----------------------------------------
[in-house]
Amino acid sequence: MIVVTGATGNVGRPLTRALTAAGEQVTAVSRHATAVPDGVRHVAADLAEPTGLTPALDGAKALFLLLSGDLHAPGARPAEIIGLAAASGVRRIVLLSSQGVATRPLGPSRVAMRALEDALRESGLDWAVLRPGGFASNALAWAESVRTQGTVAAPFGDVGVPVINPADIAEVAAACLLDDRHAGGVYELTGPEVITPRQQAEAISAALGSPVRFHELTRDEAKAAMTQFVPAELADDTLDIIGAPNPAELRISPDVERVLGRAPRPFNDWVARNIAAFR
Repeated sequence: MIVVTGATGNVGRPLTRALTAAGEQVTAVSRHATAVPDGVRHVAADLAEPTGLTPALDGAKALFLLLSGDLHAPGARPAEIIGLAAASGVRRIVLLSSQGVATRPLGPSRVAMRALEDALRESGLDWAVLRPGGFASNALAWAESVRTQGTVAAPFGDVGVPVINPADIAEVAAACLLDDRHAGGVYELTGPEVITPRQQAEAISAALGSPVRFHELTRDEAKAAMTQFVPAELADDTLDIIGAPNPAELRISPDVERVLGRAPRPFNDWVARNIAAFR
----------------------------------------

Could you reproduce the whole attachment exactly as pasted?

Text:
[in-house]
Amino acid sequence: MIVVTGATGNVGRPLTRALTAAGEQVTAVSRHATAVPDGVRHVAADLAEPTGLTPALDGAKALFLLLSGDLHAPGARPAEIIGLAAASGVRRIVLLSSQGVATRPLGPSRVAMRALEDALRESGLDWAVLRPGGFASNALAWAESVRTQGTVAAPFGDVGVPVINPADIAEVAAACLLDDRHAGGVYELTGPEVITPRQQAEAISAALGSPVRFHELTRDEAKAAMTQFVPAELADDTLDIIGAPNPAELRISPDVERVLGRAPRPFNDWVARNIAAFR
Repeated sequence: MIVVTGATGNVGRPLTRALTAAGEQVTAVSRHATAVPDGVRHVAADLAEPTGLTPALDGAKALFLLLSGDLHAPGARPAEIIGLAAASGVRRIVLLSSQGVATRPLGPSRVAMRALEDALRESGLDWAVLRPGGFASNALAWAESVRTQGTVAAPFGDVGVPVINPADIAEVAAACLLDDRHAGGVYELTGPEVITPRQQAEAISAALGSPVRFHELTRDEAKAAMTQFVPAELADDTLDIIGAPNPAELRISPDVERVLGRAPRPFNDWVARNIAAFR